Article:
Suppose we’re counting types of bikes, and we have 4 bikes. We assign a code to each bike like:
001, 010,011, 100
For every bike, we give it a number. For every coding, we can see we use 2 bits- either 0 or 1. In order to find the expected value, the probability of each bike being chosen has to be calculated. Each bike, in this situation, has equal probability. So each bike has a 25% chance of appearing.

Calculating the expected value we multiply the probability by 2 bits, which gets us: 2

Advantages of Decision Trees in Machine Learning

The use of decision trees in Machine Learning is quite extensive. Some of the biggest advantages, which make it widely used, are:

  1. Simple to understand, interpret and visualize.
  2. Decision trees implicitly perform variable screening or feature selection.
  3. Can handle both numerical and categorical data. Can also handle multi-output problems.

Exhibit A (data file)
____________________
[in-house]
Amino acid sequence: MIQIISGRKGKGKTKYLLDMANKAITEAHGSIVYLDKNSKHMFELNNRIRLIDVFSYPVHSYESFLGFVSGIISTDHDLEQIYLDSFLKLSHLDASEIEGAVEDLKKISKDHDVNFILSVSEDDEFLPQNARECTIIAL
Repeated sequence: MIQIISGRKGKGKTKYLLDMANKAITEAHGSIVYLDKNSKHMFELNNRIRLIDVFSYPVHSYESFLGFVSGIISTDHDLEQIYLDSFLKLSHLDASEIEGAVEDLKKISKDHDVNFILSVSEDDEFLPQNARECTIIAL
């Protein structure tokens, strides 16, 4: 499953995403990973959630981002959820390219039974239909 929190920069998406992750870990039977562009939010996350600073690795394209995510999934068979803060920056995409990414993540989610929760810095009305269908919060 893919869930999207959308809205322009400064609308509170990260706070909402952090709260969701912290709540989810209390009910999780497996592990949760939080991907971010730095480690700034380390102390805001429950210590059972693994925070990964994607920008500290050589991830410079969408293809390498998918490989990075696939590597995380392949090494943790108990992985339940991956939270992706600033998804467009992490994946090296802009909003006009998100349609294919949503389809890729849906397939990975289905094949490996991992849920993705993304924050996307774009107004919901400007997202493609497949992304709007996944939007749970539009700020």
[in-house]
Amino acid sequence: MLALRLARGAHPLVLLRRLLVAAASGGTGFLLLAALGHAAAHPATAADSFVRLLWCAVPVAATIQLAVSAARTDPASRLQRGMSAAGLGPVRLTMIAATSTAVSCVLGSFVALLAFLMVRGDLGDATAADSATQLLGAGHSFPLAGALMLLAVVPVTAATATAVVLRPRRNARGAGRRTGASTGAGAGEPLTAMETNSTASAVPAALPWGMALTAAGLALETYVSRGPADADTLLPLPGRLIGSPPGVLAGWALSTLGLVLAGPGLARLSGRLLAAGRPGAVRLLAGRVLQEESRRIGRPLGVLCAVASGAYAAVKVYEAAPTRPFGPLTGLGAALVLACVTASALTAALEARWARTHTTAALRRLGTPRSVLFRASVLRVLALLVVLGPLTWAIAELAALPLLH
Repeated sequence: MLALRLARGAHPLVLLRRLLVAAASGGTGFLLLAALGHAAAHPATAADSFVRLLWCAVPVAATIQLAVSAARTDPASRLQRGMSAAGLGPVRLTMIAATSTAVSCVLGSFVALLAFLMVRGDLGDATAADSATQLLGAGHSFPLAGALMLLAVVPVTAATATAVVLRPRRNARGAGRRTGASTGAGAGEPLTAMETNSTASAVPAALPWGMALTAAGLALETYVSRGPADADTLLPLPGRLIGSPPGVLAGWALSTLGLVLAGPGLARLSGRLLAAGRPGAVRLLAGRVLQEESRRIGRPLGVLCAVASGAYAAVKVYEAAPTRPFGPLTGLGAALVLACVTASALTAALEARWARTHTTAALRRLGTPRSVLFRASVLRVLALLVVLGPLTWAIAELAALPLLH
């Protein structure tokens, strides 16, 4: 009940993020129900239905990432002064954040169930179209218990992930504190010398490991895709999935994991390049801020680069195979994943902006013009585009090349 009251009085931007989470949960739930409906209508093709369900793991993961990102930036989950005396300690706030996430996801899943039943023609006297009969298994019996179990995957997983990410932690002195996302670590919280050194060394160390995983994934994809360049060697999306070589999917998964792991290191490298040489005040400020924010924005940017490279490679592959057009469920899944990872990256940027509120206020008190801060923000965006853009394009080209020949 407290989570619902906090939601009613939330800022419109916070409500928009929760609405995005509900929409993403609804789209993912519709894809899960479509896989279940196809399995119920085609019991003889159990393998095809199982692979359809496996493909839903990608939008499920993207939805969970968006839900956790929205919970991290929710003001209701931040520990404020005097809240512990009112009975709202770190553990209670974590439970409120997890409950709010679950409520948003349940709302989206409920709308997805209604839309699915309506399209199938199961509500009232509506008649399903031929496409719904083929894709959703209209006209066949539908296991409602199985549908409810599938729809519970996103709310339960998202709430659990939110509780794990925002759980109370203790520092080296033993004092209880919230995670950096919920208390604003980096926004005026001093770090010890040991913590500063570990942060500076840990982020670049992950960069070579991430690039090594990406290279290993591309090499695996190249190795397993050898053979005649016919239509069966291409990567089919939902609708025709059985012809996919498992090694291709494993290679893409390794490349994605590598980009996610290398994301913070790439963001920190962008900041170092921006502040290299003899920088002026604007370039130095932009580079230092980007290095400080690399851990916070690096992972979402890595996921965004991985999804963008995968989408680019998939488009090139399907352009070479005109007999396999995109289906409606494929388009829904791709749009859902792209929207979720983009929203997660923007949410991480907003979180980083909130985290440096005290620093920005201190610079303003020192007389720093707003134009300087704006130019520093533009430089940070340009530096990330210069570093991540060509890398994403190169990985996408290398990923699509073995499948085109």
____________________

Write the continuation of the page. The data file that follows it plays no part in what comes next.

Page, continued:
4. Decision trees require relatively little effort from users for data preparation.
  5. Nonlinear relationships between parameters do not affect tree performance.

Disadvantages of Decision Trees in Machine Learning

While there are extensive uses of Decision Trees in Machine Learning, this does not mean that there are no disadvantages to the technique. Some of the more prominent disadvantages are:

  1. Decision-tree learners can create over-complex trees that do not generalize the data well. This is called overfitting.
  2. Decision trees can be unstable because small variations in the data might result in a completely different tree being generated. This is called variance, which needs to be lowered by methods like bagging and boosting.
  3. Greedy algorithms cannot guarantee to return the globally optimal decision tree. This can be mitigated by training multiple trees, where the features and samples are randomly sampled with replacement.
  4. Decision tree learners create biased trees if some classes dominate. It is therefore recommended to balance the data set prior to fitting with the decision tree.